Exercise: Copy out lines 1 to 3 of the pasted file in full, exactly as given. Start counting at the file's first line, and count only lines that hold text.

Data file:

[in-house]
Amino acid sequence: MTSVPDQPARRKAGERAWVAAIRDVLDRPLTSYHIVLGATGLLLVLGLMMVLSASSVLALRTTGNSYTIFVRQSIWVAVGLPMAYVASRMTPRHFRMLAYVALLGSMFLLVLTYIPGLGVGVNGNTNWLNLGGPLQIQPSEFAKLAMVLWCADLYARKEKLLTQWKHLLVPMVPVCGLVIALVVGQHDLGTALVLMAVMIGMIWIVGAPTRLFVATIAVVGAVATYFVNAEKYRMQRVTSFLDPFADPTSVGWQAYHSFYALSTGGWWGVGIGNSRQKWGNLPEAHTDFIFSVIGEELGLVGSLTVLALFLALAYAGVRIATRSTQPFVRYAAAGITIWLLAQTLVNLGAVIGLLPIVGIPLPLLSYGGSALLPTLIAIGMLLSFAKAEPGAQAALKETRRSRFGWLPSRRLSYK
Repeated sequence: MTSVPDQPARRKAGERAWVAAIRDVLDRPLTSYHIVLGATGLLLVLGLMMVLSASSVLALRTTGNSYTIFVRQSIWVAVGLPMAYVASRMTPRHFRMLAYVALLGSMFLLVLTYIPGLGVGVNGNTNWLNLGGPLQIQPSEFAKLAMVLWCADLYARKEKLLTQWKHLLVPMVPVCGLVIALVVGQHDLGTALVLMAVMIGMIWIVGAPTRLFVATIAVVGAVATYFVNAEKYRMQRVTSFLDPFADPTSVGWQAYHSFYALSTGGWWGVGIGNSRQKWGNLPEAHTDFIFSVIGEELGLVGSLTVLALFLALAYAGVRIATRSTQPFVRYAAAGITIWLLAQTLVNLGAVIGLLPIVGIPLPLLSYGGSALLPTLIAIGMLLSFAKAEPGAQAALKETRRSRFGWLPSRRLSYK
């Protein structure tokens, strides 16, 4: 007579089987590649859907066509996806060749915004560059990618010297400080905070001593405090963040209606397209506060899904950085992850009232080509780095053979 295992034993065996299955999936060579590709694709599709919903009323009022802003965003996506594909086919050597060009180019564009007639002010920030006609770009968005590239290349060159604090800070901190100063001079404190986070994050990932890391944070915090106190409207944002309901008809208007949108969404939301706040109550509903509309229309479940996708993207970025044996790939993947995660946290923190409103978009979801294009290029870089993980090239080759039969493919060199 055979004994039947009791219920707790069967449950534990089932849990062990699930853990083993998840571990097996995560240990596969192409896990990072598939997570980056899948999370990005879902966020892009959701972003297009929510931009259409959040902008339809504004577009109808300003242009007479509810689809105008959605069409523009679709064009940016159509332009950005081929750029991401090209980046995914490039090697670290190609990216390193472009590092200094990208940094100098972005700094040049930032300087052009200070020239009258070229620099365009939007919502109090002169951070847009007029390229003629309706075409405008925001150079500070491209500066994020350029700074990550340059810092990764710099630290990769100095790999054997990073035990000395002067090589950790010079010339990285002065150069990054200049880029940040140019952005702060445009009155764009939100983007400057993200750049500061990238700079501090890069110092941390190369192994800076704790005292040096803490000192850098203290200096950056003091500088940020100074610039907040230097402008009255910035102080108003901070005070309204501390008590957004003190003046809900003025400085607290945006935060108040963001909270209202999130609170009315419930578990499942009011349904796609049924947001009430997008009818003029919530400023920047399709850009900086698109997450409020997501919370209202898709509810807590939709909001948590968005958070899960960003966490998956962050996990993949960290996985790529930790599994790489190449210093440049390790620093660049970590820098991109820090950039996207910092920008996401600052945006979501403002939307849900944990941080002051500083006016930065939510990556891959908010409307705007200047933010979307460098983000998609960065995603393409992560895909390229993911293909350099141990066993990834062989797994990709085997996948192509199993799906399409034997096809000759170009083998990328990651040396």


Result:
[in-house]
Amino acid sequence: MTSVPDQPARRKAGERAWVAAIRDVLDRPLTSYHIVLGATGLLLVLGLMMVLSASSVLALRTTGNSYTIFVRQSIWVAVGLPMAYVASRMTPRHFRMLAYVALLGSMFLLVLTYIPGLGVGVNGNTNWLNLGGPLQIQPSEFAKLAMVLWCADLYARKEKLLTQWKHLLVPMVPVCGLVIALVVGQHDLGTALVLMAVMIGMIWIVGAPTRLFVATIAVVGAVATYFVNAEKYRMQRVTSFLDPFADPTSVGWQAYHSFYALSTGGWWGVGIGNSRQKWGNLPEAHTDFIFSVIGEELGLVGSLTVLALFLALAYAGVRIATRSTQPFVRYAAAGITIWLLAQTLVNLGAVIGLLPIVGIPLPLLSYGGSALLPTLIAIGMLLSFAKAEPGAQAALKETRRSRFGWLPSRRLSYK
Repeated sequence: MTSVPDQPARRKAGERAWVAAIRDVLDRPLTSYHIVLGATGLLLVLGLMMVLSASSVLALRTTGNSYTIFVRQSIWVAVGLPMAYVASRMTPRHFRMLAYVALLGSMFLLVLTYIPGLGVGVNGNTNWLNLGGPLQIQPSEFAKLAMVLWCADLYARKEKLLTQWKHLLVPMVPVCGLVIALVVGQHDLGTALVLMAVMIGMIWIVGAPTRLFVATIAVVGAVATYFVNAEKYRMQRVTSFLDPFADPTSVGWQAYHSFYALSTGGWWGVGIGNSRQKWGNLPEAHTDFIFSVIGEELGLVGSLTVLALFLALAYAGVRIATRSTQPFVRYAAAGITIWLLAQTLVNLGAVIGLLPIVGIPLPLLSYGGSALLPTLIAIGMLLSFAKAEPGAQAALKETRRSRFGWLPSRRLSYK